How to wear a polo shirt today

The polo shirt was based around sporting, the "polo" shirt itself was originally made for polo players as a team uniform.

The originals were made longer at the back to keep the seat of the player covered whilst swinging for the ball.

Another shorter more relaxed version was made through tennis by Rene Lacoste, who thought the current tennis attire was too "stiff".

Polo shirts are mainly made from a pique-woven cotton but of course, other versions have been made since in cashmere, wool and poly.

Style-wise as suiting and tailoring become more relaxed in the sense that we don't need to wear a suit and be in corporate work-mode, polo's have become a great alternative to a shirt.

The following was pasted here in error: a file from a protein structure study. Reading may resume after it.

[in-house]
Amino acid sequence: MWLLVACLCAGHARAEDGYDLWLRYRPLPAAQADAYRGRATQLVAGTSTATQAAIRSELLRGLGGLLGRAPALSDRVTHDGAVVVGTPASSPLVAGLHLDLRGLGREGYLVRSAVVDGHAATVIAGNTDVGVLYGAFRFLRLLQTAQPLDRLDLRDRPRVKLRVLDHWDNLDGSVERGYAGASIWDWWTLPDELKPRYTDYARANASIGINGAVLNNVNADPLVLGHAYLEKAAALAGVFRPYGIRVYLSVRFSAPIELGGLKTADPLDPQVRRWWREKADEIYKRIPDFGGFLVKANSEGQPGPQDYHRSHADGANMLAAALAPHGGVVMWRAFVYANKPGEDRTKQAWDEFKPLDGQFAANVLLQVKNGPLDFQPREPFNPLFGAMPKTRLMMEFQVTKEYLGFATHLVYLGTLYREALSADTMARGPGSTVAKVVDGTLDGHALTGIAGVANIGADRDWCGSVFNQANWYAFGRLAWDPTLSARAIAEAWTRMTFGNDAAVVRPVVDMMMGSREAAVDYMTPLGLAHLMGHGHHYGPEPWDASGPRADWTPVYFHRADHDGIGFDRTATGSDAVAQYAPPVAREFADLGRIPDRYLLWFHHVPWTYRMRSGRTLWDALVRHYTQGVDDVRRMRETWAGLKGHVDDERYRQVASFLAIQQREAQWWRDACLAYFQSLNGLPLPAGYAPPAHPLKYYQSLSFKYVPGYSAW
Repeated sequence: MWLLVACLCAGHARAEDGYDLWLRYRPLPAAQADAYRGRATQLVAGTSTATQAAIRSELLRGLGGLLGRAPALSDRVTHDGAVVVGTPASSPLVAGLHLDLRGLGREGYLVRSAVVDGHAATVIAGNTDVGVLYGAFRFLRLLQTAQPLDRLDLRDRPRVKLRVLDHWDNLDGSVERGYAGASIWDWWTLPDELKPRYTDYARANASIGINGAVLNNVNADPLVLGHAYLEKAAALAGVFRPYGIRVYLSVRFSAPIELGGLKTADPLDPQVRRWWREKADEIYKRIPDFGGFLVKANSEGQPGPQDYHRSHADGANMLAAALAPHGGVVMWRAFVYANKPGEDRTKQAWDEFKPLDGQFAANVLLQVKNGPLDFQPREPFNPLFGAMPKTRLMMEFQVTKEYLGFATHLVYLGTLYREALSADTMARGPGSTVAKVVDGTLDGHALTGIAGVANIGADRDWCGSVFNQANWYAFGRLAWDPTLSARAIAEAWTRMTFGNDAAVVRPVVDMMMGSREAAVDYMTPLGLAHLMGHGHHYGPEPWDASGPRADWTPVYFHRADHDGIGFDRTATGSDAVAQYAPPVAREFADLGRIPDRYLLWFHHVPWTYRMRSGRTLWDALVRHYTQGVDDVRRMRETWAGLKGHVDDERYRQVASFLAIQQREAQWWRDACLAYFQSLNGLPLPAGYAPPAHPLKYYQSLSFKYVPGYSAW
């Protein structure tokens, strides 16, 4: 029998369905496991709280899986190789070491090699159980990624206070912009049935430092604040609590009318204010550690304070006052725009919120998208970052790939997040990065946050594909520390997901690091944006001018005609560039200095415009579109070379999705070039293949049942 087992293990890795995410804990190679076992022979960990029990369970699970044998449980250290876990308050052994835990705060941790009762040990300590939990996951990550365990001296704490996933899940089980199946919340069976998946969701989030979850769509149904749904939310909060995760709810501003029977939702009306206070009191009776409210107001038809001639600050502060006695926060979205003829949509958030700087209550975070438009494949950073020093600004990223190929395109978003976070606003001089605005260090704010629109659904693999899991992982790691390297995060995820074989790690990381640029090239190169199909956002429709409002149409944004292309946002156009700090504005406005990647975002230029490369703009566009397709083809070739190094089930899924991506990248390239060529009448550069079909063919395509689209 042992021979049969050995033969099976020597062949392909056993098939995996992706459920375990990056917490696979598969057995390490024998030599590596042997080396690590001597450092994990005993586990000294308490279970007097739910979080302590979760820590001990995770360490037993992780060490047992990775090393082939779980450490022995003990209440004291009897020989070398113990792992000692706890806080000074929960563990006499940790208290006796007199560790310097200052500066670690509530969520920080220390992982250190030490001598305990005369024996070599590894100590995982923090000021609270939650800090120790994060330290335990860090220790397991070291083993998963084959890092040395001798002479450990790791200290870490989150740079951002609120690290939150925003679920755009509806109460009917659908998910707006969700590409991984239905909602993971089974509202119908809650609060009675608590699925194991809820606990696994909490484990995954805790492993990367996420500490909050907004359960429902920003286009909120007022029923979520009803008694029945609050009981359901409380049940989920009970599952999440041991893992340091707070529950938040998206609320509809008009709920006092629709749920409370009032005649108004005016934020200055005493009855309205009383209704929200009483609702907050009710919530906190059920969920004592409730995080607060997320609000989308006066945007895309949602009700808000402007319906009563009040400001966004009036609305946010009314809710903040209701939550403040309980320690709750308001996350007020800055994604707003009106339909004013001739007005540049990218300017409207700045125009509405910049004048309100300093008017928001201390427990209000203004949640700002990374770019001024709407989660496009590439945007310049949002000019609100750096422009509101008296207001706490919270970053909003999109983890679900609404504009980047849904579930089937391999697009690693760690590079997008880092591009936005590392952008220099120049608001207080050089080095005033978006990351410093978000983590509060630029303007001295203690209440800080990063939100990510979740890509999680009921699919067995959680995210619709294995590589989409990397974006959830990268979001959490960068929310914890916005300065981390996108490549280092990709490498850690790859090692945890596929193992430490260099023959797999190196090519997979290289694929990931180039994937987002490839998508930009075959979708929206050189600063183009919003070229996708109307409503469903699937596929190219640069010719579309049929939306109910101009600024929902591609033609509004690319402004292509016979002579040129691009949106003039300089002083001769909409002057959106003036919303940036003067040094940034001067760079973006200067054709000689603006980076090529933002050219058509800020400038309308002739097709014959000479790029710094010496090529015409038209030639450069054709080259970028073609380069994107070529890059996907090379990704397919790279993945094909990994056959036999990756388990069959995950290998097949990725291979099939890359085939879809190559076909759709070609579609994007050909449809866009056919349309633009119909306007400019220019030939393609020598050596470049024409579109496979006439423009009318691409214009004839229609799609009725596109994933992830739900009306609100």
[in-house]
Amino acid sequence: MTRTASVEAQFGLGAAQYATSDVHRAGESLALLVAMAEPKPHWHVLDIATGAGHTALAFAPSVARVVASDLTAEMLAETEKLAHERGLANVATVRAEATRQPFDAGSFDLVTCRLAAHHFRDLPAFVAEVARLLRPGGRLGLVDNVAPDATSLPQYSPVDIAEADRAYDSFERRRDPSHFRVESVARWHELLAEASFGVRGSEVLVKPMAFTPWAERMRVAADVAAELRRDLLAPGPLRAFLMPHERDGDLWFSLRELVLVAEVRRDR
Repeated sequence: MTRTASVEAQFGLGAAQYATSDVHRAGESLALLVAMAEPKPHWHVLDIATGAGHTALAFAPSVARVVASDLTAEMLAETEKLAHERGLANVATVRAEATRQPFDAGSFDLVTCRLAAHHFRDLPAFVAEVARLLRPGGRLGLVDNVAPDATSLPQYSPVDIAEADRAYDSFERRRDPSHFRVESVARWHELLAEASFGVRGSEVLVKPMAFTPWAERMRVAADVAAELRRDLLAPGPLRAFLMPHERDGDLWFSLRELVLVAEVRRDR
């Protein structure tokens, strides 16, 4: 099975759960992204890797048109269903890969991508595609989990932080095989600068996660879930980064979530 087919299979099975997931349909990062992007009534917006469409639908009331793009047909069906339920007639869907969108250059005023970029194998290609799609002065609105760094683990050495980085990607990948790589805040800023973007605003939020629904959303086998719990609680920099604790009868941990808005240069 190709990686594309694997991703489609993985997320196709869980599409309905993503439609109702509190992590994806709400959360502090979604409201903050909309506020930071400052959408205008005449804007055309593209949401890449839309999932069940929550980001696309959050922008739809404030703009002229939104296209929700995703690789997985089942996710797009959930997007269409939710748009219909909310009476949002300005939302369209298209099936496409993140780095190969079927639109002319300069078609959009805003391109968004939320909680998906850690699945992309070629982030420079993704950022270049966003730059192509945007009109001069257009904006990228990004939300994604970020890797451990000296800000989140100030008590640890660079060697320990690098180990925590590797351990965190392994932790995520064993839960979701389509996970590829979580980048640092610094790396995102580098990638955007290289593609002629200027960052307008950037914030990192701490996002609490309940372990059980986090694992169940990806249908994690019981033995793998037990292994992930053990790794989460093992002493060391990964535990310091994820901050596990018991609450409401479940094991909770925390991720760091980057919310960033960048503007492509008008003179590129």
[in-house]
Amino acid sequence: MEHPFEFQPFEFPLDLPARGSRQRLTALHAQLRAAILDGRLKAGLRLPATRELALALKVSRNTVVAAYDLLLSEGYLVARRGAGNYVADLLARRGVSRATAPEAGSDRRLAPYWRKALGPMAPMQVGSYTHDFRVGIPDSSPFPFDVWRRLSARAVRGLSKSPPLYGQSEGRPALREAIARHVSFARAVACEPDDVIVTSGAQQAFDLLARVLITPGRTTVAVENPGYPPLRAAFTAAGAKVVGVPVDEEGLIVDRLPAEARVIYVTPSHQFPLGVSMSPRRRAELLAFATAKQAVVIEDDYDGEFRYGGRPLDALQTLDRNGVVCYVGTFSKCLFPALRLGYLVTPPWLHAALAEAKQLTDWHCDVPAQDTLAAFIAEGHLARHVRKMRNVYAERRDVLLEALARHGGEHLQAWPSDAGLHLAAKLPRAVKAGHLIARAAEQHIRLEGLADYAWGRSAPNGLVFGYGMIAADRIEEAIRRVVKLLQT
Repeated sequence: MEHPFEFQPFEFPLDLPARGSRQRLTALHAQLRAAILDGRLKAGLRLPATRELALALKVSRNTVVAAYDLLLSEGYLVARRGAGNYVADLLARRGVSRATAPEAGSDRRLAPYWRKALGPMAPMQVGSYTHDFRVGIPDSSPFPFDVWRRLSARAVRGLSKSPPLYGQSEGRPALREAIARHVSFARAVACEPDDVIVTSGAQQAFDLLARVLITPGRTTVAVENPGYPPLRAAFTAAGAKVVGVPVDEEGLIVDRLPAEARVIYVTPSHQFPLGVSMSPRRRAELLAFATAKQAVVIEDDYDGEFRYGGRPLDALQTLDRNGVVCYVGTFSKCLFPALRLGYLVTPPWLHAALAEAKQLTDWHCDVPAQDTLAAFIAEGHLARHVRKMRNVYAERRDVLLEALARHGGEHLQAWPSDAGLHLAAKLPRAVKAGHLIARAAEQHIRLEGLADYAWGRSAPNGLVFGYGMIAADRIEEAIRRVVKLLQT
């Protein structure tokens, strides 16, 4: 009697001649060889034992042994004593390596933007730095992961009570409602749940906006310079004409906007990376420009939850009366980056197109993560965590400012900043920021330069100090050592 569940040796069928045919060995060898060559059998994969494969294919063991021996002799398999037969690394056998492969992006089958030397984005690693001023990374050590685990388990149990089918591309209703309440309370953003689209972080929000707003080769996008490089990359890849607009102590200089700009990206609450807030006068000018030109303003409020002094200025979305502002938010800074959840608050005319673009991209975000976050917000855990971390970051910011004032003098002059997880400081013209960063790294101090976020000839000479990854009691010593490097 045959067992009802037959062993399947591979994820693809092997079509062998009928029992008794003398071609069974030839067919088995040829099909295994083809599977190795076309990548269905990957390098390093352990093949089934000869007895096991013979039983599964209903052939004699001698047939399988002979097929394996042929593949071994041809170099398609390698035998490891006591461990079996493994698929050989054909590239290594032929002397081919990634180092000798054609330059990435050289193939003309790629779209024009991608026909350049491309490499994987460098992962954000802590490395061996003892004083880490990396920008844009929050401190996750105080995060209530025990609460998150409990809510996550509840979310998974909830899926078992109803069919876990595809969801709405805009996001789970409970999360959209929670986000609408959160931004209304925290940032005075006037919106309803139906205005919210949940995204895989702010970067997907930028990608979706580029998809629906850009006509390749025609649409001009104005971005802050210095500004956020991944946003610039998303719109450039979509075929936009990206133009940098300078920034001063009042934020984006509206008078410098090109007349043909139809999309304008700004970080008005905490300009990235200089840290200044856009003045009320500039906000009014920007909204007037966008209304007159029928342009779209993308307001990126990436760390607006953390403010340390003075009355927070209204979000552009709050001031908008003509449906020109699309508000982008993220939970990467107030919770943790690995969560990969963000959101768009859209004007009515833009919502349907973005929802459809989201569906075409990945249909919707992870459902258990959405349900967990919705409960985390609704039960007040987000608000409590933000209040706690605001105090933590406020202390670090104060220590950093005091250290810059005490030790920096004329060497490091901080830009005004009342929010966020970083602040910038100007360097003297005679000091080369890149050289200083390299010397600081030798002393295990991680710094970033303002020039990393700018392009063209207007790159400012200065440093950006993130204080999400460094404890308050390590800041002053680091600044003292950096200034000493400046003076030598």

Due to this becoming more and more "trendy" newer (old) styles and versions have resurfaced with a modern twist.

Some are losing the buttons entirely and been knitted in soft luxury cotton/cashmere or merino wool, whilst others have a one-piece collar and a more tailored finish.

When incorporating polos into your own wardrobe and style, the same rule applies as shirting.

Work within your natural colour palette, think of the polo as a more casual approach to your outfit, these are an all-year-round option and a staple.

So think about the long and short sleeve versions, with the appropriate fabric for the season.